By TERENCE P. JEFFREY
Fifty years ago today, in his State of the Union Address, President Lyndon Johnson declared an “unconditional war on poverty in America.”
Over the next two years, he massively expanded the federal government, creating Medicaid, Medicare, and the food stamp program, and increased federal involvement in public education.
What impact did this have on poverty?
In the mid-1960s, as measured by the Census Bureau, the percentage of Americans living in poverty was on its way down, dropping from 22.4 percent in 1959 to 14.7 percent by 1966.
Yet, since Johnson declared his war on poverty in 1964, the poverty rate has never dropped below 11.1 percent (the level it hit in 1973) and there has been only one three-year period when it persisted above 15 percent.
That was the last three years on record — 2010, 2011, 2012.
But what causes some people to be relatively poorer than others in the United States?
The Census Bureau determines who is in poverty by placing them on a scale that measures income by family size. In 2012, a single person under 65 would be in poverty if he or she earned less than $11,945. A family of nine with seven children under 18 would be in poverty if they earned less than $46,165.
In 1964, 19.0 percent of Americans fell below the federal poverty level. But they were not equally distributed demographically. Members of families were less likely to be in poverty (17.4 percent) than Americans overall. But Americans in families headed by a female with no husband present were far more likely to be in poverty (44.4 percent) than Americans overall.
Since 1964, the poverty rate for people in families headed by females without husbands has never dropped below the 28.5 percent it hit in 2000. In 2012, it was 33.9 percent.
Could differences in family structure contribute to differences in family income?
In 2012, households headed by females without a spouse had a median income of $30,686. Households headed by a male without a spouse had a median income of $42,358. Households with married couples had a median income of $75,535.
What about children? Could they make a difference?
Single women did better if they had no children. The median income for a female householder who had no children was $42,147 in 2012. The median income for a single woman who had one or more children 18 or younger was $25,493.
But married couples did better with children. The median income for a married couple with no children under 18 was $70,902. The median income for a married couple with one or more children under 18 was $81,455.
Indeed, married couples with at least one child under 18 earned a mean (as opposed to median) household income of $101,738 in 2012.
In addition to getting married and having children, are there any other secrets to financial success? Yes.
Go to school and do your homework. High school dropouts had a median household income of $30,107 in 2012. For high school graduates, the median household income was $49,486; for college dropouts, it was $57,933; for college graduates, $95,418; for master’s degree holders, $110,048; for doctoral degree holders, $132,467; and for professional degree holders, $154,137.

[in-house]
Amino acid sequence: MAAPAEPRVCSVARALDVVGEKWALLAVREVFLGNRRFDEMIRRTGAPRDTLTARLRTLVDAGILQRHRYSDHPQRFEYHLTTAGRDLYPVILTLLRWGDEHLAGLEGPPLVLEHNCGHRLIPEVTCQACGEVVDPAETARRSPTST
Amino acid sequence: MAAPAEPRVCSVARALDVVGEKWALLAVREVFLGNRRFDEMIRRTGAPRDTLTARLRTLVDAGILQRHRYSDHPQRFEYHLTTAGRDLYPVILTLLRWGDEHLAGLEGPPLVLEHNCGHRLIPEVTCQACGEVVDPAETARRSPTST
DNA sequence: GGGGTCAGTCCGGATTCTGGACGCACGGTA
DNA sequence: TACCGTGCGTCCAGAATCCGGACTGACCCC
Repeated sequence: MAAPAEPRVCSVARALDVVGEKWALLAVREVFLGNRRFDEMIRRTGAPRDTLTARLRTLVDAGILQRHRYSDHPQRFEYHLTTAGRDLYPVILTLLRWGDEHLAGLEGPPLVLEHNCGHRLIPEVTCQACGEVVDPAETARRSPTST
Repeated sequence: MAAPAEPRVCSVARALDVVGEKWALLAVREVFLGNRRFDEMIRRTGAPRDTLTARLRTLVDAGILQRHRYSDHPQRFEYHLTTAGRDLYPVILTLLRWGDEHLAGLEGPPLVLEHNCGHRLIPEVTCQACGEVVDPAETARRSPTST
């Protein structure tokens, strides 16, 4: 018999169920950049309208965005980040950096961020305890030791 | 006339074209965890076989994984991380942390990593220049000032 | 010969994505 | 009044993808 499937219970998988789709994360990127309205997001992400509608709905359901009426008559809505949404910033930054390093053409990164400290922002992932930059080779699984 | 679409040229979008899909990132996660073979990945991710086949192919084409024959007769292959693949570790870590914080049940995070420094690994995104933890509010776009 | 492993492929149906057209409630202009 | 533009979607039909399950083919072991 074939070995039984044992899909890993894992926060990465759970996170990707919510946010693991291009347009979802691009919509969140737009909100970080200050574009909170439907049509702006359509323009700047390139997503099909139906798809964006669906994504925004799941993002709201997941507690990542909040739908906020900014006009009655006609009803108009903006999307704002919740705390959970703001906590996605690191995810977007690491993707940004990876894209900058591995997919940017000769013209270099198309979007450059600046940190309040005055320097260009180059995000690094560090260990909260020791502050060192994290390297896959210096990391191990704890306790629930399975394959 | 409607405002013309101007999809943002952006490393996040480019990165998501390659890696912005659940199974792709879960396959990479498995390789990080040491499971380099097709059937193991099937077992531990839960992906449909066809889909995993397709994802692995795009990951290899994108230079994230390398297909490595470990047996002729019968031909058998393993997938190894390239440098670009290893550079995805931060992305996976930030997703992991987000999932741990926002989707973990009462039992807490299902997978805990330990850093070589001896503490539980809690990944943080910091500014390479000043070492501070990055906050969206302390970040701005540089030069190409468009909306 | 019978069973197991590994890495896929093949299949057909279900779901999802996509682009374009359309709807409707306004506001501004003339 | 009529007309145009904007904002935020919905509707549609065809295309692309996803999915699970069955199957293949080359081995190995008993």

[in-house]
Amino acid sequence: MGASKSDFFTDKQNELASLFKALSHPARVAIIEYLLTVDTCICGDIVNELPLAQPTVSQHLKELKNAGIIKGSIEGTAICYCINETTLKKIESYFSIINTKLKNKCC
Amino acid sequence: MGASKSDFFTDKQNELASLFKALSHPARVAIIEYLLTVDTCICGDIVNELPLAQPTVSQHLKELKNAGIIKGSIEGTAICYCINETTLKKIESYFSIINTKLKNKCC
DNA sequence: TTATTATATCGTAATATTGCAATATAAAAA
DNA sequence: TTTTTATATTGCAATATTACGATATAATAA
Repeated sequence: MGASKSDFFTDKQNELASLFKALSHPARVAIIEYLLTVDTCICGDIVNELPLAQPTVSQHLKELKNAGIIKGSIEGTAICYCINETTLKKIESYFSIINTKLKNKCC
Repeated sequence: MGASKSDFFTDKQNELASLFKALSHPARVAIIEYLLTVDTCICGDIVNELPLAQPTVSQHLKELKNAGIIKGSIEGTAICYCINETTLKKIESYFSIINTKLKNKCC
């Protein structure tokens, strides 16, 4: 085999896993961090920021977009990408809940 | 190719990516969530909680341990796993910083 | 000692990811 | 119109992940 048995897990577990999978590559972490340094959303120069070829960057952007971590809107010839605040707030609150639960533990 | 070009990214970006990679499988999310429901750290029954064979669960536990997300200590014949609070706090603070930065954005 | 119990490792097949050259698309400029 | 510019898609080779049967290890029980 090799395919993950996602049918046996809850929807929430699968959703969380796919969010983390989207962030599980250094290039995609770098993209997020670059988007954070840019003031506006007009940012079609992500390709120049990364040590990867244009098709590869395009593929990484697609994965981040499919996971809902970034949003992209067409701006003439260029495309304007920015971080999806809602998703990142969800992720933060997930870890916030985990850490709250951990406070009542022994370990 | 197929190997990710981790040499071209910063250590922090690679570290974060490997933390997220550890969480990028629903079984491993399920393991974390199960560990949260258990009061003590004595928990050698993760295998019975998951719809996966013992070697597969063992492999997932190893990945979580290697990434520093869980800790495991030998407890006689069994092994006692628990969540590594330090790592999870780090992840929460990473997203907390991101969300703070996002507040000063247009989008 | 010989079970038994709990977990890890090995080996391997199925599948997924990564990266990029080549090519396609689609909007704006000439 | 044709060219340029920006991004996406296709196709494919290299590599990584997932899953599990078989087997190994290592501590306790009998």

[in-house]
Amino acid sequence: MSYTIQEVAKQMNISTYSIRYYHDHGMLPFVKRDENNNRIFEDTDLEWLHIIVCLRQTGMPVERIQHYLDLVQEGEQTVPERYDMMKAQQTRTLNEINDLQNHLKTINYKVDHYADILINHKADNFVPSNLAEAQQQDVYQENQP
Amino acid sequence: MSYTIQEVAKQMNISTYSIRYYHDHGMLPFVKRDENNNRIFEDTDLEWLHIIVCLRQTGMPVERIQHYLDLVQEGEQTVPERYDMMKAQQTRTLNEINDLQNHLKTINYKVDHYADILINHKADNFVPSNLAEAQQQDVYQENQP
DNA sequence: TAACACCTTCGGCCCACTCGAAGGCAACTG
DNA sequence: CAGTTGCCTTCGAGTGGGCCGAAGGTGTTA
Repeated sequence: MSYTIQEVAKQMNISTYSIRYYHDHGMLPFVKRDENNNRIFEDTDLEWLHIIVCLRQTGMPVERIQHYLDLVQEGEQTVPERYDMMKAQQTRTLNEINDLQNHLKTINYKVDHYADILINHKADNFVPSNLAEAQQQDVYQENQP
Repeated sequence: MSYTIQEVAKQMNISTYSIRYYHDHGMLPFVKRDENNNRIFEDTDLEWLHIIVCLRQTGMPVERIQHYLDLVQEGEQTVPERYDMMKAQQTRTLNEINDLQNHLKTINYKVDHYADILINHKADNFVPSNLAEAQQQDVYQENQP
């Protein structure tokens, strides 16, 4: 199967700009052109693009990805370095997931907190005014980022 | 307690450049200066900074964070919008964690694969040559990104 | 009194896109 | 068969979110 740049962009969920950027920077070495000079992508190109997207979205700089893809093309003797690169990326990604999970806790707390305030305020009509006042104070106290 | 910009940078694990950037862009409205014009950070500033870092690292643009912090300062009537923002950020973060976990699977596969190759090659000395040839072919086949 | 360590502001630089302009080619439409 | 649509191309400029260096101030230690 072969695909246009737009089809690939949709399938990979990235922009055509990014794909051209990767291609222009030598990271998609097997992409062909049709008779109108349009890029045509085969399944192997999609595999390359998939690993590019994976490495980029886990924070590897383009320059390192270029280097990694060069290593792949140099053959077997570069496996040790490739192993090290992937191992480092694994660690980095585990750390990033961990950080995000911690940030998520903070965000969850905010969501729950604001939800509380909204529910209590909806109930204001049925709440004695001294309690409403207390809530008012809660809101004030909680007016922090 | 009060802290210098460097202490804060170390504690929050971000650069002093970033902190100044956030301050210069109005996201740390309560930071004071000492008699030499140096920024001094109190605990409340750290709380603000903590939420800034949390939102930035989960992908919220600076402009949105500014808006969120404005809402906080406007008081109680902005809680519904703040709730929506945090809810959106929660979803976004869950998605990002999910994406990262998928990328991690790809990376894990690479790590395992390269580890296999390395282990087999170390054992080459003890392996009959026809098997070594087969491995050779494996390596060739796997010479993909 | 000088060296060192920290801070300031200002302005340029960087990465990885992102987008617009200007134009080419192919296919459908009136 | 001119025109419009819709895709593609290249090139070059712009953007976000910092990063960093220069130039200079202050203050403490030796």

It also helps to get a job and keep it. American families in which the householder worked at a full-time job at least 50 weeks during the year had a median income of $83,468.
Married couples in which both the husband and wife worked in 2012 had a median income of $91,779 and a mean income of $112, 217. No doubt many of these husbands and wives both held jobs because they wanted to earn the money to raise and educate their own children.
But what has happened to family life and the work ethic since LBJ and his liberal allies declared their “war on poverty”?
This past week, the federal Centers for Disease Control published its report on births in the United States in 2012. It pointed to two telling trends: Unwed motherhood remained near a historic high while the overall fertility rate hit a historic low. Americans are having relatively fewer babies and more of them are illegitimate.
“The 2012 general fertility rate declined to 63.0 births per 1,000 women aged 15-44, another historic low for the United States,” said the CDC.
Of the 3,952,841 babies born in the United States during the year, 1,609,619 — or 40.7 percent — were born to unmarried women.
As recently as 1980, only 18.4 percent of the babies born in the United States were illegitimate. In 2008, the percentage exceeded 40 percent for the first time. It was 40.6 that year, then 41.0 in 2009, 40.8 in 2010, 40.7 in 2011 and 2012.
In the fourth quarter of 2011, according to the Census Bureau, 108,592,000 Americans — 35 percent of the population — received benefits from one or more mean-tested federal welfare program.
That number will surely rise if Americans continue having 40 percent of their babies out of wedlock.
And, in their “war on poverty,” left-wing politicians will no doubt increasingly target for redistribution the wealth of married, two-parent, hard-working, diploma-earning families who cause this nation’s income inequality by living exactly the sorts of lives we must live if we wish to remain free.
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(Terence P. Jeffrey is the editor in chief of CNSnews.com. Creators Syndicate distributes his column. All rights reserved.)